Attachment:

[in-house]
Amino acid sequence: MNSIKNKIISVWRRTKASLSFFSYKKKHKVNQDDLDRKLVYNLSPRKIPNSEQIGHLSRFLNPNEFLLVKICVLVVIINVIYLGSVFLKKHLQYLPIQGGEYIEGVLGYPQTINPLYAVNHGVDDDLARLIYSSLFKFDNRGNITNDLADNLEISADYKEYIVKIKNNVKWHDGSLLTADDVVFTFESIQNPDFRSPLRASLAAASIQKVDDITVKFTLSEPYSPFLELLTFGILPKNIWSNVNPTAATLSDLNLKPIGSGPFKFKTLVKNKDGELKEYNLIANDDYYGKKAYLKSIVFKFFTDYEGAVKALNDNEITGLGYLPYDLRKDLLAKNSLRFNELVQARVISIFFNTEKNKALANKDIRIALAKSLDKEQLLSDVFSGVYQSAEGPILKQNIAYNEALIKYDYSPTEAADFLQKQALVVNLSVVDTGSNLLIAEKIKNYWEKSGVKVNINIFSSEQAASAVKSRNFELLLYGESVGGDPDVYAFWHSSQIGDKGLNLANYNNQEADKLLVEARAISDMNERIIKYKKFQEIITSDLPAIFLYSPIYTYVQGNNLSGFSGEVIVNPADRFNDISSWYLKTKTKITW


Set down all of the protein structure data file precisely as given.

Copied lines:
[in-house]
Amino acid sequence: MNSIKNKIISVWRRTKASLSFFSYKKKHKVNQDDLDRKLVYNLSPRKIPNSEQIGHLSRFLNPNEFLLVKICVLVVIINVIYLGSVFLKKHLQYLPIQGGEYIEGVLGYPQTINPLYAVNHGVDDDLARLIYSSLFKFDNRGNITNDLADNLEISADYKEYIVKIKNNVKWHDGSLLTADDVVFTFESIQNPDFRSPLRASLAAASIQKVDDITVKFTLSEPYSPFLELLTFGILPKNIWSNVNPTAATLSDLNLKPIGSGPFKFKTLVKNKDGELKEYNLIANDDYYGKKAYLKSIVFKFFTDYEGAVKALNDNEITGLGYLPYDLRKDLLAKNSLRFNELVQARVISIFFNTEKNKALANKDIRIALAKSLDKEQLLSDVFSGVYQSAEGPILKQNIAYNEALIKYDYSPTEAADFLQKQALVVNLSVVDTGSNLLIAEKIKNYWEKSGVKVNINIFSSEQAASAVKSRNFELLLYGESVGGDPDVYAFWHSSQIGDKGLNLANYNNQEADKLLVEARAISDMNERIIKYKKFQEIITSDLPAIFLYSPIYTYVQGNNLSGFSGEVIVNPADRFNDISSWYLKTKTKITW